These are frost tender, and really only like heat, so cold temps under 55 really affect thier growth. If you live in the north, as we do in New England, you can easily pull the pots back into the cellar and let the plants lose all thier leaves and go dry until spring, just make sure that they get some light, low temps and enough water to keep the stems greenish.

August 4, 2006

Staying Cool with Stylish White

Gardenia blossoms smell better in the moist summer air

If gardenias were wine, connoisseurs would advise that to appreciate the deep, rich, complexity of the scent, one must enhale the blosson in a moist bouyant atmosphere to atruly appreciate it's balance. So, with near 100% humidity here in the New England area of the States, I'd say we are ready for GArdenia tasting. It is this very moist air which not only triggers the potted Gardenia plants to bloom, which have been relovated outside for the summer, but it also brings a certain quality to the rich scent, a quality that somehow makes it more acceptable to those who find it cloying, and a quality which enhances the scent for those of us who love it, like I do.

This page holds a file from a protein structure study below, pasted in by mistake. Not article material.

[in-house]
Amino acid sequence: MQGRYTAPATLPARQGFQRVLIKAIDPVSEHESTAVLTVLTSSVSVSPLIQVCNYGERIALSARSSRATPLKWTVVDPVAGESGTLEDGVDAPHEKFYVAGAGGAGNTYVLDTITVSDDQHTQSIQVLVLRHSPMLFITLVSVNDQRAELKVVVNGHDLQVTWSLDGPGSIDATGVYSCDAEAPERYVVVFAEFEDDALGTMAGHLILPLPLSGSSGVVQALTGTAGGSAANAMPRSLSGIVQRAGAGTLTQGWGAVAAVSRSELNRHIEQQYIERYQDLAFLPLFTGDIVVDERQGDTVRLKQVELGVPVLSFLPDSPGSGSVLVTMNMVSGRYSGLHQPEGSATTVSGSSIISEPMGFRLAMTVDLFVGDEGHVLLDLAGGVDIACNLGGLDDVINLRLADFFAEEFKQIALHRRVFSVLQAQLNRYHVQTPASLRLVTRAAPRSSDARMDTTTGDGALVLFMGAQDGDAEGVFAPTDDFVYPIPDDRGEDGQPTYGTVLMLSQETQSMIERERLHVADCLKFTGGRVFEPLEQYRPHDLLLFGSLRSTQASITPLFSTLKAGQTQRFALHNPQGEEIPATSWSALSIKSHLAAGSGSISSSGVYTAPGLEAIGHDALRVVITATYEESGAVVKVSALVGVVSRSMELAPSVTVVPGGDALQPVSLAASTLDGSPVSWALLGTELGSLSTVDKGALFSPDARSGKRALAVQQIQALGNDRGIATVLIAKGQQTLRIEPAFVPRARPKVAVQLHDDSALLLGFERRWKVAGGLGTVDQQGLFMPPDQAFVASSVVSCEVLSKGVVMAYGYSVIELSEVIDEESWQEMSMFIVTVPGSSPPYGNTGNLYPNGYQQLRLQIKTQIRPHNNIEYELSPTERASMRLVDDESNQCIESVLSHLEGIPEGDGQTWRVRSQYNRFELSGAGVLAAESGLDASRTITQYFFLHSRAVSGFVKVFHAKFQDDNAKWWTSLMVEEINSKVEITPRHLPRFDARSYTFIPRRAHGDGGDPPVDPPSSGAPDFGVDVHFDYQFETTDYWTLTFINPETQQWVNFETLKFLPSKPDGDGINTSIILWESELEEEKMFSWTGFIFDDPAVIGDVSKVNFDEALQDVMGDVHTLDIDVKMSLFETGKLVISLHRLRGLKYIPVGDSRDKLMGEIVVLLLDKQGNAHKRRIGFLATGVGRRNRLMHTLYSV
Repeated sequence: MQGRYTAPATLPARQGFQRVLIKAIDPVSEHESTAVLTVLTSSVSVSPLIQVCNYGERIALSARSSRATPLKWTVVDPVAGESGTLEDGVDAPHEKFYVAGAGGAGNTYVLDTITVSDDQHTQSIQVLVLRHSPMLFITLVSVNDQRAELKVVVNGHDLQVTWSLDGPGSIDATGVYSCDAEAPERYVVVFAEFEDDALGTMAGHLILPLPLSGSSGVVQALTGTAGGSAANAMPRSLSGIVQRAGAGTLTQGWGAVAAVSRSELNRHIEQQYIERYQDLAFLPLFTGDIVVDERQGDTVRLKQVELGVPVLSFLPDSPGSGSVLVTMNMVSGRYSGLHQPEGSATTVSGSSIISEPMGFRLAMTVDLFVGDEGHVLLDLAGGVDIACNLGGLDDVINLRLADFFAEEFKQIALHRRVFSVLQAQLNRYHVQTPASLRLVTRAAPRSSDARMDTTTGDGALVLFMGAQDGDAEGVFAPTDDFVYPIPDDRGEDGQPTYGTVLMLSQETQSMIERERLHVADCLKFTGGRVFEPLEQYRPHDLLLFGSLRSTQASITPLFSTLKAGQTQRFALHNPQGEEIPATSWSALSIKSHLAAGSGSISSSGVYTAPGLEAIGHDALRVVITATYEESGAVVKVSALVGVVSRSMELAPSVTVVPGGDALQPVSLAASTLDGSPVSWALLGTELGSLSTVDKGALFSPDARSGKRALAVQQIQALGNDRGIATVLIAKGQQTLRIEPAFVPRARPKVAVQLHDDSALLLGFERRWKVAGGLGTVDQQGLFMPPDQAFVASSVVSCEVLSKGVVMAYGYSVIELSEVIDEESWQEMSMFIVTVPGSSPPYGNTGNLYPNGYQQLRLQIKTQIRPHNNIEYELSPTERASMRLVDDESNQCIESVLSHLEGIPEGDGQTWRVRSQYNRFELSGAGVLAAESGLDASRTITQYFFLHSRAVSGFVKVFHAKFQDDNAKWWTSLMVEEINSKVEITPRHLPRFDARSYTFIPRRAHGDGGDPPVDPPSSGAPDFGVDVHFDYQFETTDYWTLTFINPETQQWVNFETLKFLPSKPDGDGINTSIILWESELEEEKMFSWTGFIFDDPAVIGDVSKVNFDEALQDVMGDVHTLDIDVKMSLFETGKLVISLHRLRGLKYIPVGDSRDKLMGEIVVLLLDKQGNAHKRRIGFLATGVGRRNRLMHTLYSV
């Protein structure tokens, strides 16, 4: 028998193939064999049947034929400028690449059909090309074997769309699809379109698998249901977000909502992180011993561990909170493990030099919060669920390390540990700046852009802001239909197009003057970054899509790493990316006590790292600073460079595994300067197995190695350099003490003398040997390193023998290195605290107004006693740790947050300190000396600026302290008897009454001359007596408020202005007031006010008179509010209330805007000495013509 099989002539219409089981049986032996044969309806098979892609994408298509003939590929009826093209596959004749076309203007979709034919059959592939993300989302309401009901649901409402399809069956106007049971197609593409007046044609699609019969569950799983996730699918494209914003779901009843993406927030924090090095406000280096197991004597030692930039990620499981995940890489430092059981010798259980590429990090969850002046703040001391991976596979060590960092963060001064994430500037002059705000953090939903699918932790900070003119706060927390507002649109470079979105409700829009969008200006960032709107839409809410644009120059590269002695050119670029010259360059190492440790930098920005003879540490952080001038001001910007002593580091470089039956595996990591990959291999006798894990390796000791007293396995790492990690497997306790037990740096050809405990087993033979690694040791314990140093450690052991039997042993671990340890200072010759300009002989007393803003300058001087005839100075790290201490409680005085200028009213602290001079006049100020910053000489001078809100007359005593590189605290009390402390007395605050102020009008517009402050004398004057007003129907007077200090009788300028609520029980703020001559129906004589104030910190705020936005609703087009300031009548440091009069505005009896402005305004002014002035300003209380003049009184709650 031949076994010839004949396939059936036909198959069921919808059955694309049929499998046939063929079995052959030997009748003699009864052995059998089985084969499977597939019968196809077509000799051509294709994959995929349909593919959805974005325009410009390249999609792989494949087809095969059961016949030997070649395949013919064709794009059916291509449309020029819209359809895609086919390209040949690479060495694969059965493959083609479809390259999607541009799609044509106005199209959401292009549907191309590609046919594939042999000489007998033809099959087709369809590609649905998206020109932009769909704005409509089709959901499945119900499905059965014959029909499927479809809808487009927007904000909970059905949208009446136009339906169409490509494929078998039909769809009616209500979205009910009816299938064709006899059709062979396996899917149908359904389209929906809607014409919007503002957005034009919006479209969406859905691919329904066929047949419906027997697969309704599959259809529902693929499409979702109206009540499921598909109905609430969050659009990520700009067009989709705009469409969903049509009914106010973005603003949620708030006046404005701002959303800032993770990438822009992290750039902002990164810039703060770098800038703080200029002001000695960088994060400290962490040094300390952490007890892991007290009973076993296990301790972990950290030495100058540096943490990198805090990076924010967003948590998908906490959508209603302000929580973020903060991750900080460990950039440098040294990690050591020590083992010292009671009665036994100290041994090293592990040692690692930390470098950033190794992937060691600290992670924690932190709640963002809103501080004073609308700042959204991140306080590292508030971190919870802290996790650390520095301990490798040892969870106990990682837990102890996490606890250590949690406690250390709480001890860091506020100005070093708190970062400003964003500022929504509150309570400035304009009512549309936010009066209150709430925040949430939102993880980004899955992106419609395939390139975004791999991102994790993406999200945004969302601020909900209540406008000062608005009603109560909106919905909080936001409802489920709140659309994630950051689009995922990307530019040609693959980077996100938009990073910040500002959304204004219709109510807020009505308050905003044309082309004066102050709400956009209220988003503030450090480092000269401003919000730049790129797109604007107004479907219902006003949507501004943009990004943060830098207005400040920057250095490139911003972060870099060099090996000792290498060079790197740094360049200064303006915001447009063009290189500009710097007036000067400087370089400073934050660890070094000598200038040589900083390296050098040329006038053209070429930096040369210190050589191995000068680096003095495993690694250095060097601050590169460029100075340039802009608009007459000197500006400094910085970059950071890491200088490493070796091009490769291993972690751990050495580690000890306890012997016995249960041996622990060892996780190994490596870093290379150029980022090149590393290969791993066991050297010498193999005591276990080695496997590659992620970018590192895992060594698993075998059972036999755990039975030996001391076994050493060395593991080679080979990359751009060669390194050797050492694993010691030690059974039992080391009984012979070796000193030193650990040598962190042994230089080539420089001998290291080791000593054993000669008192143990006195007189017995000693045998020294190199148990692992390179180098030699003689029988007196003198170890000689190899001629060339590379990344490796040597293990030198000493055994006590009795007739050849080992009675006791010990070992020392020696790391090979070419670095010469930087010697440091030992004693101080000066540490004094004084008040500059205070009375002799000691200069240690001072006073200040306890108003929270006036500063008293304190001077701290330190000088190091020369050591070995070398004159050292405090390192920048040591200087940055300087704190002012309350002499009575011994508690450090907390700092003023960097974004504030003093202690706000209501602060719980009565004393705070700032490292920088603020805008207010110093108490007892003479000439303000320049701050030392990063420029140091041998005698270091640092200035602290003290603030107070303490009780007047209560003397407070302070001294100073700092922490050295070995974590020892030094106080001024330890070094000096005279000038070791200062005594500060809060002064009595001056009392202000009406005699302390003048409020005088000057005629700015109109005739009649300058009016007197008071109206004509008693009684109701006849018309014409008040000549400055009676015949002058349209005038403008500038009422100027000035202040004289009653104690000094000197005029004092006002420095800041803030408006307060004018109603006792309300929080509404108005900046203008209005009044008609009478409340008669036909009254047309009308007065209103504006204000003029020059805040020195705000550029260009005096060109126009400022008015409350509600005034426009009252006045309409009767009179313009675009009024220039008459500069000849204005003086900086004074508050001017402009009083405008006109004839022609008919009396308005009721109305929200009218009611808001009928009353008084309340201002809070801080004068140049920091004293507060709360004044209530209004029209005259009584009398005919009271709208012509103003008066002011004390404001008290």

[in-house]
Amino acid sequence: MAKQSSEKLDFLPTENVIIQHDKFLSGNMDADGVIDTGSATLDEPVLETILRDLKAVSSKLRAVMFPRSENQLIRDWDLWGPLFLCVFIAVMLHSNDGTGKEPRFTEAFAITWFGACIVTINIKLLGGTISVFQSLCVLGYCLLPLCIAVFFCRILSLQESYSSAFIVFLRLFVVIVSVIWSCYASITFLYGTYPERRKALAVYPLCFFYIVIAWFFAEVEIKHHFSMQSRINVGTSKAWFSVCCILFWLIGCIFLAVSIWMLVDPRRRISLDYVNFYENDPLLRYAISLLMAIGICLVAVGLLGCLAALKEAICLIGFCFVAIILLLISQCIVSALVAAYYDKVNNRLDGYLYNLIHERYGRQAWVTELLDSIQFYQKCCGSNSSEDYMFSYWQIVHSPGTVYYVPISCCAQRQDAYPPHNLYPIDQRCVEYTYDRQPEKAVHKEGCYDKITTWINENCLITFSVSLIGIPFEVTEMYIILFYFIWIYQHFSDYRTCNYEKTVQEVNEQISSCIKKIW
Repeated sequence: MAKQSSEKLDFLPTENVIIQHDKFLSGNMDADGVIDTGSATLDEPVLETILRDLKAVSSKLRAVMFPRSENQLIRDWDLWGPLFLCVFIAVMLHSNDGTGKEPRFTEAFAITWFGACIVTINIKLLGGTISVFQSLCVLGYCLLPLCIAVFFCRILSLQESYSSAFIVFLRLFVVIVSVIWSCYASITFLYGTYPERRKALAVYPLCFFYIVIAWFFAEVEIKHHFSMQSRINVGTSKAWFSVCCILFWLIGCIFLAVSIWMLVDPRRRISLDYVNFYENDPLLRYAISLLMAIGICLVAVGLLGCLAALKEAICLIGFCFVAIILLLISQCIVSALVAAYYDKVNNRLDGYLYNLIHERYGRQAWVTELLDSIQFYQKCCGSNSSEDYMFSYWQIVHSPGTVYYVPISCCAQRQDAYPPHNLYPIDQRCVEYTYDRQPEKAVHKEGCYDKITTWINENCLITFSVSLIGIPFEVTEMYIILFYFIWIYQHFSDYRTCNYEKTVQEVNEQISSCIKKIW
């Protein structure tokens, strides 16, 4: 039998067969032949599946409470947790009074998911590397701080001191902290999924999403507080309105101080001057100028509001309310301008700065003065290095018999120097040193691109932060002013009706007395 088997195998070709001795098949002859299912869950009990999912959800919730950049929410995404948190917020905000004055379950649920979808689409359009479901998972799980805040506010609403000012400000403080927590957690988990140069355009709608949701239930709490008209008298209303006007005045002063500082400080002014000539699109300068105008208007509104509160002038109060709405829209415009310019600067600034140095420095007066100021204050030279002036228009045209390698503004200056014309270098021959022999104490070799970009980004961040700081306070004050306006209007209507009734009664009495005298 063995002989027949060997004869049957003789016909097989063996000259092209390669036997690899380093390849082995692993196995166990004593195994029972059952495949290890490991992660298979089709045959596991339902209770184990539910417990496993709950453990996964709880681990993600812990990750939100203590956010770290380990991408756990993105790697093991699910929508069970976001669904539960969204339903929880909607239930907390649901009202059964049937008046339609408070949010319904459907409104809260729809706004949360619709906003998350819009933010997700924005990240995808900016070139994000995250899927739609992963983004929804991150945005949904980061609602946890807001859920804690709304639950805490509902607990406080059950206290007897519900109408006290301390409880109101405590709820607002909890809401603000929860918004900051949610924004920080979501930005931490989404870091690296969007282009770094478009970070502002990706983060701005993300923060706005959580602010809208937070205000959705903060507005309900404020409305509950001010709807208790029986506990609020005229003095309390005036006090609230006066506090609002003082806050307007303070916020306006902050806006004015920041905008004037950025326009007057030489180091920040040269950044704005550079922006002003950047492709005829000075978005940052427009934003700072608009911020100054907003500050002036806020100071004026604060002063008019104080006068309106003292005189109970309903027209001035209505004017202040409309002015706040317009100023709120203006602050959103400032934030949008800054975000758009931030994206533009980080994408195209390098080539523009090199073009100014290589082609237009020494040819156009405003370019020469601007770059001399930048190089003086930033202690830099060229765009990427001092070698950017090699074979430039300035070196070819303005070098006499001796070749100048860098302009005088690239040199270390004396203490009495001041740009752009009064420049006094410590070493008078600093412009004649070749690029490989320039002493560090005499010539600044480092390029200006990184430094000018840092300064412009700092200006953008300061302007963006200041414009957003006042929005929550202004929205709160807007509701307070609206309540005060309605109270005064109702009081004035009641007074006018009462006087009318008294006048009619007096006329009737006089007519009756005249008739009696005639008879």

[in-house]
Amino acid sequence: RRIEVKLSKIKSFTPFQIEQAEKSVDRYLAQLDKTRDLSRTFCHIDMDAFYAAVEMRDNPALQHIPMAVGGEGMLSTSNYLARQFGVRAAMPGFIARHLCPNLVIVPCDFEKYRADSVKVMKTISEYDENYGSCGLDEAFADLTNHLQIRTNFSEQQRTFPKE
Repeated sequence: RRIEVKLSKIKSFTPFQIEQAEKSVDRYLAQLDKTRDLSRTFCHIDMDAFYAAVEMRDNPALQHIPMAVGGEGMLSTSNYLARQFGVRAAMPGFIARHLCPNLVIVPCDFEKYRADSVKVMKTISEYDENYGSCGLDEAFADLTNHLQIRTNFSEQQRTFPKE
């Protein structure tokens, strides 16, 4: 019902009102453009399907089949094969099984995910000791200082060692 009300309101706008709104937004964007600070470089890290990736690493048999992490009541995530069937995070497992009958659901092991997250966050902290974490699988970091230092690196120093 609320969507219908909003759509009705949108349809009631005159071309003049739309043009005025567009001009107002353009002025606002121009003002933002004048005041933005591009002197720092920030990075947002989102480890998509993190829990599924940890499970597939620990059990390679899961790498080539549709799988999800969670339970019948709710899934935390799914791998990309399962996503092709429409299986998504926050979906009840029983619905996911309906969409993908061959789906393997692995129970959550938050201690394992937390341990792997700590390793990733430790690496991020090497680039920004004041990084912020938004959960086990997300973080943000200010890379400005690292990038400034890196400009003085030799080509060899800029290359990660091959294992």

I think that we may have the largest Gardenia tree in the world. Well, we know it is not, but for a plant that is regarded as fussy to grow in a container, our plant is six feet tall and wide (see inset with Fergus). Each summer is gifts us with hundreds of blossoms, one time over a hundred at one time in bloom. No special treatment fo this old plant,it just gets shoved out in the summer, and pulled back into the Greenhosue for the winter. Sure, the greenhouse helps, but it barely makes it though the winter since it is a trap for scale, aphids and mealy bug. It is the first plant to get any of these. The plant was gifted to us (rescued?) from friends who had kept the plant in thier home during the winters near Boston, so ir's not as it one needs greenhouse conditions. Basically, it doesn't go dry, it rarely has wilted, and occaisional root pruning and repotting has kept the beast healthy.

A pure white Agapanthus stands out in the mid-summer heat